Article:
Saturday, April 10, 2010
Inadvertent tweeting (on being stalked by supermarkets)
I tweeted about this, and posted a photo on flickr, and a few people agreed that it was a somewhat freaky experience. I then more or less forgot about it, until yesterday, when I received another identical invitation.
I recognise that participation in most "rewards" or "awards" programs implies a degree of disclosure. However, I'm not entirely comfortable with my shopping being so actively tracked.
I'm also unaware of the extent of that tracking. For example, does Woolworths have an inventory of the actual items I purchased? If so, to what use will that information be put?
Occasionally I hear clients OK certain actions because they were "disclosed" in the terms and conditions. However, in many years of active observation of users interacting with paper and online versions of various "Ts and Cs" (as they're often called), I have yet to see someone read them. Most people blithely scan them and click the "Accept" button. To pretend that information buried in such documents has been "disclosed" is quite simply that - a pretence.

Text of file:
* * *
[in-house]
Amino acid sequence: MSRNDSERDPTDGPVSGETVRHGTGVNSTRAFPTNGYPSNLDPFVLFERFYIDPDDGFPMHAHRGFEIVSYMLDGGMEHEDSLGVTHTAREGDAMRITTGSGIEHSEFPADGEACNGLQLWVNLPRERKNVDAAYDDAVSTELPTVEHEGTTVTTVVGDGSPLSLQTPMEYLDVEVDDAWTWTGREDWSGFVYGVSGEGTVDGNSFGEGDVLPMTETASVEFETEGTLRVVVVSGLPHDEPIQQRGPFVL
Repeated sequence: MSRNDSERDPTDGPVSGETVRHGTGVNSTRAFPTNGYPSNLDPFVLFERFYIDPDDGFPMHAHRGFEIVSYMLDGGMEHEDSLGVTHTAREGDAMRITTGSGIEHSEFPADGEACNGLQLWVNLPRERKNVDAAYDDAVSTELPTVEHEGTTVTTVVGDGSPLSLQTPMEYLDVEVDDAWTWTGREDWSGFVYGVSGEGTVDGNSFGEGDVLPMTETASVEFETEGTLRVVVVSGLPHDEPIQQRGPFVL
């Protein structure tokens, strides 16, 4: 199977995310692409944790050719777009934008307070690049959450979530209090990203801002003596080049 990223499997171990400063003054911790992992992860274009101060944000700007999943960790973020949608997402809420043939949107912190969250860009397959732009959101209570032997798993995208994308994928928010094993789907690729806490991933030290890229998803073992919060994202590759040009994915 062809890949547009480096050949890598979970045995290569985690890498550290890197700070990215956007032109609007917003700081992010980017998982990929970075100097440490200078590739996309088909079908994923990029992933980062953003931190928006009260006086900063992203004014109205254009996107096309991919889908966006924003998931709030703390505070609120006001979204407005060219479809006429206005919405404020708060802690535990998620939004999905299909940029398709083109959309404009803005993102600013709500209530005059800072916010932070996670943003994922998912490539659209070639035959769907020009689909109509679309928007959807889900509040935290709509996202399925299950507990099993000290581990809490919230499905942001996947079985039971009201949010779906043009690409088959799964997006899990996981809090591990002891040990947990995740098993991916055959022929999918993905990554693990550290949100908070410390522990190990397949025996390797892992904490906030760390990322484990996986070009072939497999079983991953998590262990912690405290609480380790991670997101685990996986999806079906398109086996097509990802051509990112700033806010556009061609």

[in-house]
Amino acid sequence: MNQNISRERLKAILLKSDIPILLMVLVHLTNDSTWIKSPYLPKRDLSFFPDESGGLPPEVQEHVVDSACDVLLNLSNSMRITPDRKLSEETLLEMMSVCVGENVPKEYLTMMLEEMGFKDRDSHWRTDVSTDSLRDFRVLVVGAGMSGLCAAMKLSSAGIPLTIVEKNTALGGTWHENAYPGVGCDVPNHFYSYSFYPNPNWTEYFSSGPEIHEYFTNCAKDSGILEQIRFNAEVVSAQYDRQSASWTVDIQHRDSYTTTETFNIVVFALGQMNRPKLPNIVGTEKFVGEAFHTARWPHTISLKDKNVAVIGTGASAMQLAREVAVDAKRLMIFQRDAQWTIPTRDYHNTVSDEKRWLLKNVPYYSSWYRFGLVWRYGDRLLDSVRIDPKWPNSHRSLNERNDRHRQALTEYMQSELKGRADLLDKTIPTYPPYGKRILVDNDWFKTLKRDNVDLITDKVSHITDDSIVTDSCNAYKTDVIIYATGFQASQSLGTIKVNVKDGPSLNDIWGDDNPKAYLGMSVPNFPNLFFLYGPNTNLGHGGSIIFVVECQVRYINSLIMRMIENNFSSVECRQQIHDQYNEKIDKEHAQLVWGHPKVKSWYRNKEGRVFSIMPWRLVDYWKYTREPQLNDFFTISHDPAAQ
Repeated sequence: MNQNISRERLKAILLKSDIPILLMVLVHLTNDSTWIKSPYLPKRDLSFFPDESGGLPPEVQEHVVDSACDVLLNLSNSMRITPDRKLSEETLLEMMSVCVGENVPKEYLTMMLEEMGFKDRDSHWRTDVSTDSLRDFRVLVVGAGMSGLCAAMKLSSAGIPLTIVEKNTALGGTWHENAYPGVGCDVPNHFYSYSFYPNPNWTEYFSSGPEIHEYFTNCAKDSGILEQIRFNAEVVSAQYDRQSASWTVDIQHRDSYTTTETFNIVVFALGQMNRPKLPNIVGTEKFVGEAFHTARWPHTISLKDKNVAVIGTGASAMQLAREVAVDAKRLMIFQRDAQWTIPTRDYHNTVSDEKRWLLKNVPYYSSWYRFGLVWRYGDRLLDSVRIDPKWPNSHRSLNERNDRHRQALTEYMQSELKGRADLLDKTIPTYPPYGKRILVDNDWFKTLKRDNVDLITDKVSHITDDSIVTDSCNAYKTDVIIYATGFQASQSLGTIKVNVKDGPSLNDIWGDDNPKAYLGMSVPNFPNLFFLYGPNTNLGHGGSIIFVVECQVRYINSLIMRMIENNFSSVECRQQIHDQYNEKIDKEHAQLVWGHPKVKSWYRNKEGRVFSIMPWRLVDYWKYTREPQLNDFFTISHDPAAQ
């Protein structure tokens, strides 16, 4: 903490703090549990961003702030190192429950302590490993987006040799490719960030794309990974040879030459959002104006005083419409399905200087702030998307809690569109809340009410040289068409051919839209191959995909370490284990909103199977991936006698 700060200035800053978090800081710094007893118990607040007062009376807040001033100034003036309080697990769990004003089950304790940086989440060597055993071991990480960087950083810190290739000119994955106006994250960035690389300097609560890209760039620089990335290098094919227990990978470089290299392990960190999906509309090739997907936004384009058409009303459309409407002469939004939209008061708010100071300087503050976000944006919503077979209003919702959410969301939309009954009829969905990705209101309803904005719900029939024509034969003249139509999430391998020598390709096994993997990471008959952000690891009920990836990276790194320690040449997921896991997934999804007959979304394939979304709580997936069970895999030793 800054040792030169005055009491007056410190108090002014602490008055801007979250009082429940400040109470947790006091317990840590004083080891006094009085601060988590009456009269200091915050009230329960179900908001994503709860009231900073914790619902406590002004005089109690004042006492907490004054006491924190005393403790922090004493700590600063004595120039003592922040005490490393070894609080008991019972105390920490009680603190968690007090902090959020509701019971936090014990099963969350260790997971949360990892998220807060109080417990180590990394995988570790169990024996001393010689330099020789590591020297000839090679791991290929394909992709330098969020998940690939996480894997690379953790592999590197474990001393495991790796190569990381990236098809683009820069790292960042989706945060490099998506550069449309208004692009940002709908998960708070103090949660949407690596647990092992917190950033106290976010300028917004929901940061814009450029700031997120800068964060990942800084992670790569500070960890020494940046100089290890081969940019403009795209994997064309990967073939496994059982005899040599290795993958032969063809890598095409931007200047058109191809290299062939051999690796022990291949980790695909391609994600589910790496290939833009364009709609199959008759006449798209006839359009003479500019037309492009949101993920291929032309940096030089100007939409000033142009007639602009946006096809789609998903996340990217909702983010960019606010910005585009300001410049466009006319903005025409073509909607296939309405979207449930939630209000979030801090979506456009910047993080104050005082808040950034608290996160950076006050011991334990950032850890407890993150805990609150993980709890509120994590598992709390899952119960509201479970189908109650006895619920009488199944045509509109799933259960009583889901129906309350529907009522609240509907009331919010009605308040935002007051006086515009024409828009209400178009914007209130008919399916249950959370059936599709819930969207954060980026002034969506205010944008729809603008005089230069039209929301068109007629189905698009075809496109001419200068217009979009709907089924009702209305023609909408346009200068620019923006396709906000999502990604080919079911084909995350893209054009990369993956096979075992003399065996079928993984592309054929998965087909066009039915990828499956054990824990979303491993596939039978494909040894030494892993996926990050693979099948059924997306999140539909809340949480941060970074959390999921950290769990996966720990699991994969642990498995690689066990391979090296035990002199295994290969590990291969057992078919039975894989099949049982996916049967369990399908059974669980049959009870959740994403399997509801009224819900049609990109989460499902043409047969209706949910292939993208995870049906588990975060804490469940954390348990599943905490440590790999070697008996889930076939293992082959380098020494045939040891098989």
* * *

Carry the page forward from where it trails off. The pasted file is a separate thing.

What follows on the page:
The Terms & Conditions, incidentally, contain over 4200 words - I've included a screen grab of it at the bottom of this post (if you're really fascinated by all this, you can read the full text).
I wondered what was in the Woolworths Ts and Cs. I couldn't actually find where I'd agreed to be tracked and polled. However, I did find the following statement:
"We will only use your personal information to operate and to provide you with the membership benefits of the Everyday Rewards Program (including our member newsletter), and the Qantas Frequent Flyer program (if applicable), and to bring you Other Benefits from the Woolworths Group."
My definition of a "benefit", even an "Other Benefit", is apparently somewhat at odds with the Woolworths definition.